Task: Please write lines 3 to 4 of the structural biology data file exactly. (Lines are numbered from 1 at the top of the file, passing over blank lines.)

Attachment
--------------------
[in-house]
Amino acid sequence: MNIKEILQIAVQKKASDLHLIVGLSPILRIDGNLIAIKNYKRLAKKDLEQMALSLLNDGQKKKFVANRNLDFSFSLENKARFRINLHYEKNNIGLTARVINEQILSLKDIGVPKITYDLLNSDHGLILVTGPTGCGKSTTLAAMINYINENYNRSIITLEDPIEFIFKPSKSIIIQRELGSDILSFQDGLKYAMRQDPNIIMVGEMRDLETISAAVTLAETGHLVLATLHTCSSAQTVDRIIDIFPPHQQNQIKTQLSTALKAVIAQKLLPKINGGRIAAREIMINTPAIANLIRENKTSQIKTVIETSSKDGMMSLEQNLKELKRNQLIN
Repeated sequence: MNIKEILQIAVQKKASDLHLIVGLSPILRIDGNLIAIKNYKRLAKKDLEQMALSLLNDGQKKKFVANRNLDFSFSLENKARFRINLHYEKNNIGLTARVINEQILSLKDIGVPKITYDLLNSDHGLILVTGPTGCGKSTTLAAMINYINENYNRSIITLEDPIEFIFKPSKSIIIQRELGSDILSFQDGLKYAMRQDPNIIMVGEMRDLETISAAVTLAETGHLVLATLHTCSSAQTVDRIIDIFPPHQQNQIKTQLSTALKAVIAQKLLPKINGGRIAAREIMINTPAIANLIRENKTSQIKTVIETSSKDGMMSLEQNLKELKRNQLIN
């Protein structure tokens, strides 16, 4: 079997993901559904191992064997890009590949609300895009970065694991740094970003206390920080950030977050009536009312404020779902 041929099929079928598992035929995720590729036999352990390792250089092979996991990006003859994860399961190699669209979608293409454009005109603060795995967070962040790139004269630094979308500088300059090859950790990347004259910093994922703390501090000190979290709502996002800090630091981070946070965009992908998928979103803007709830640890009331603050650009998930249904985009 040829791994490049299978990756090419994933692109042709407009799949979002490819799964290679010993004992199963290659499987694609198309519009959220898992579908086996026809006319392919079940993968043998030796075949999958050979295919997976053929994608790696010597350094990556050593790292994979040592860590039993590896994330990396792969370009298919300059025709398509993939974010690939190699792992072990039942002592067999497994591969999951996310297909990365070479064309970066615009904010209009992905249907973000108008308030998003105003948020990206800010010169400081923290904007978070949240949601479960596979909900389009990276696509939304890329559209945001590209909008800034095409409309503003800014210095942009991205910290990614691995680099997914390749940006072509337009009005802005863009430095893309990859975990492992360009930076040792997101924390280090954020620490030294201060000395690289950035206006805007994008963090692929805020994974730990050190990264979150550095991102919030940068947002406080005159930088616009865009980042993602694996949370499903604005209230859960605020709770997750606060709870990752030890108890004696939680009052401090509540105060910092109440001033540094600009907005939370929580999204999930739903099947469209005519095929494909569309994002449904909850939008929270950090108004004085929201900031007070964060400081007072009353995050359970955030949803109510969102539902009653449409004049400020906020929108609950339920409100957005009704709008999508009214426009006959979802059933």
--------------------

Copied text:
Repeated sequence: MNIKEILQIAVQKKASDLHLIVGLSPILRIDGNLIAIKNYKRLAKKDLEQMALSLLNDGQKKKFVANRNLDFSFSLENKARFRINLHYEKNNIGLTARVINEQILSLKDIGVPKITYDLLNSDHGLILVTGPTGCGKSTTLAAMINYINENYNRSIITLEDPIEFIFKPSKSIIIQRELGSDILSFQDGLKYAMRQDPNIIMVGEMRDLETISAAVTLAETGHLVLATLHTCSSAQTVDRIIDIFPPHQQNQIKTQLSTALKAVIAQKLLPKINGGRIAAREIMINTPAIANLIRENKTSQIKTVIETSSKDGMMSLEQNLKELKRNQLIN
């Protein structure tokens, strides 16, 4: 079997993901559904191992064997890009590949609300895009970065694991740094970003206390920080950030977050009536009312404020779902 041929099929079928598992035929995720590729036999352990390792250089092979996991990006003859994860399961190699669209979608293409454009005109603060795995967070962040790139004269630094979308500088300059090859950790990347004259910093994922703390501090000190979290709502996002800090630091981070946070965009992908998928979103803007709830640890009331603050650009998930249904985009 040829791994490049299978990756090419994933692109042709407009799949979002490819799964290679010993004992199963290659499987694609198309519009959220898992579908086996026809006319392919079940993968043998030796075949999958050979295919997976053929994608790696010597350094990556050593790292994979040592860590039993590896994330990396792969370009298919300059025709398509993939974010690939190699792992072990039942002592067999497994591969999951996310297909990365070479064309970066615009904010209009992905249907973000108008308030998003105003948020990206800010010169400081923290904007978070949240949601479960596979909900389009990276696509939304890329559209945001590209909008800034095409409309503003800014210095942009991205910290990614691995680099997914390749940006072509337009009005802005863009430095893309990859975990492992360009930076040792997101924390280090954020620490030294201060000395690289950035206006805007994008963090692929805020994974730990050190990264979150550095991102919030940068947002406080005159930088616009865009980042993602694996949370499903604005209230859960605020709770997750606060709870990752030890108890004696939680009052401090509540105060910092109440001033540094600009907005939370929580999204999930739903099947469209005519095929494909569309994002449904909850939008929270950090108004004085929201900031007070964060400081007072009353995050359970955030949803109510969102539902009653449409004049400020906020929108609950339920409100957005009704709008999508009214426009006959979802059933």